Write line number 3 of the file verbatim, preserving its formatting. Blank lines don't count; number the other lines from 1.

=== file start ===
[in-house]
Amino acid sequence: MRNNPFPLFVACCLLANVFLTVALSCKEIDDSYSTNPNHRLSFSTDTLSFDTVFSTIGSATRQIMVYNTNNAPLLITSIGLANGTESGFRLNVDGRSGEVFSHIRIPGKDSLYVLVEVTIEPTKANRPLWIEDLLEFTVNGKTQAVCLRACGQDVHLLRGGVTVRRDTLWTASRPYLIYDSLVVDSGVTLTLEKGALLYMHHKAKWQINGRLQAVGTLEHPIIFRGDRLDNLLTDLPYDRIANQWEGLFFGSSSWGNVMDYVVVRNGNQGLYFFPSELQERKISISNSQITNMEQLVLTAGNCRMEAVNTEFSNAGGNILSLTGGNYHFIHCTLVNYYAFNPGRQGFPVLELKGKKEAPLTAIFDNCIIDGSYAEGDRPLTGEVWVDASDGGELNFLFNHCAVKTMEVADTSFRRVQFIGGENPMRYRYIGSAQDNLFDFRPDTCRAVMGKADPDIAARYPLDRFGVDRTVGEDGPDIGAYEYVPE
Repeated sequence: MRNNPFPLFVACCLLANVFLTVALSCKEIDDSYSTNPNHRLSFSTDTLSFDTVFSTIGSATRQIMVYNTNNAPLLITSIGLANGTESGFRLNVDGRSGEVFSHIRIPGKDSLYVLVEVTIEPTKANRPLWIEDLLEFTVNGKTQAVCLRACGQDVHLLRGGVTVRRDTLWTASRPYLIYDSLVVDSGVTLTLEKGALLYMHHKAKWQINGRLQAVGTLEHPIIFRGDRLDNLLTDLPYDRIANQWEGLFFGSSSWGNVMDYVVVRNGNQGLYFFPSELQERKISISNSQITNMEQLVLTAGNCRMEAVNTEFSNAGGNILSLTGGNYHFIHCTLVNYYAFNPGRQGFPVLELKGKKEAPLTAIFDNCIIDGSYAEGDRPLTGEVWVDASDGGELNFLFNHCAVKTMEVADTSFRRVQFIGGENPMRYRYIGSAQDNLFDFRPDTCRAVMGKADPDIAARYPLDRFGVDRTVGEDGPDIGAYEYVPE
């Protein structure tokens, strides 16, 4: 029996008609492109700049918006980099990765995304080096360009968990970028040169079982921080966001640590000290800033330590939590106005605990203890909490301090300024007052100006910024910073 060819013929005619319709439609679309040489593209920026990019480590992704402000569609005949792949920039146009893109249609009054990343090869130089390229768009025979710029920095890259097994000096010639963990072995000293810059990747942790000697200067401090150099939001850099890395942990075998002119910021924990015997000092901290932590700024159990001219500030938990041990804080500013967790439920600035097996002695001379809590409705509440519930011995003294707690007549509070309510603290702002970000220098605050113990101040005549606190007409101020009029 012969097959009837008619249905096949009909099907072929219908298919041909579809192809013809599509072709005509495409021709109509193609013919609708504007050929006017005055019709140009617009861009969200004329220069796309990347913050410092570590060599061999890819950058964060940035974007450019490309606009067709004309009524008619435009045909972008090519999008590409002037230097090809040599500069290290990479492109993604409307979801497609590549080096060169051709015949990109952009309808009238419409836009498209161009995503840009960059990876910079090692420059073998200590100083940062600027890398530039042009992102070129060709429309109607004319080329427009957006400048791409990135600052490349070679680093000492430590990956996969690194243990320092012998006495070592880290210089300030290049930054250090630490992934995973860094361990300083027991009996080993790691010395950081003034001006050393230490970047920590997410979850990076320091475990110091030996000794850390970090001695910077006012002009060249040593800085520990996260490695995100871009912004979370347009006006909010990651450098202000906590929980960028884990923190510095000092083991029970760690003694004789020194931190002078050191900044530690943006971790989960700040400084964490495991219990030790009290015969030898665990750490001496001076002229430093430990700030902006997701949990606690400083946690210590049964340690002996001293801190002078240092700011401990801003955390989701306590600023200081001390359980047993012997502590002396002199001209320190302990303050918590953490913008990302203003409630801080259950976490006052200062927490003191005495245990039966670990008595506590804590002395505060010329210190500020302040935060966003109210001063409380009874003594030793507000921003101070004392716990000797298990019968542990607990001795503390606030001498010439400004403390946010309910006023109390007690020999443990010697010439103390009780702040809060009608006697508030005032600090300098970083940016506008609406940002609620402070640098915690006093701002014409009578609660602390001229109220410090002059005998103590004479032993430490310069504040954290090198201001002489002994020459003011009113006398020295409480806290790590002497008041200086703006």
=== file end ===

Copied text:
Repeated sequence: MRNNPFPLFVACCLLANVFLTVALSCKEIDDSYSTNPNHRLSFSTDTLSFDTVFSTIGSATRQIMVYNTNNAPLLITSIGLANGTESGFRLNVDGRSGEVFSHIRIPGKDSLYVLVEVTIEPTKANRPLWIEDLLEFTVNGKTQAVCLRACGQDVHLLRGGVTVRRDTLWTASRPYLIYDSLVVDSGVTLTLEKGALLYMHHKAKWQINGRLQAVGTLEHPIIFRGDRLDNLLTDLPYDRIANQWEGLFFGSSSWGNVMDYVVVRNGNQGLYFFPSELQERKISISNSQITNMEQLVLTAGNCRMEAVNTEFSNAGGNILSLTGGNYHFIHCTLVNYYAFNPGRQGFPVLELKGKKEAPLTAIFDNCIIDGSYAEGDRPLTGEVWVDASDGGELNFLFNHCAVKTMEVADTSFRRVQFIGGENPMRYRYIGSAQDNLFDFRPDTCRAVMGKADPDIAARYPLDRFGVDRTVGEDGPDIGAYEYVPE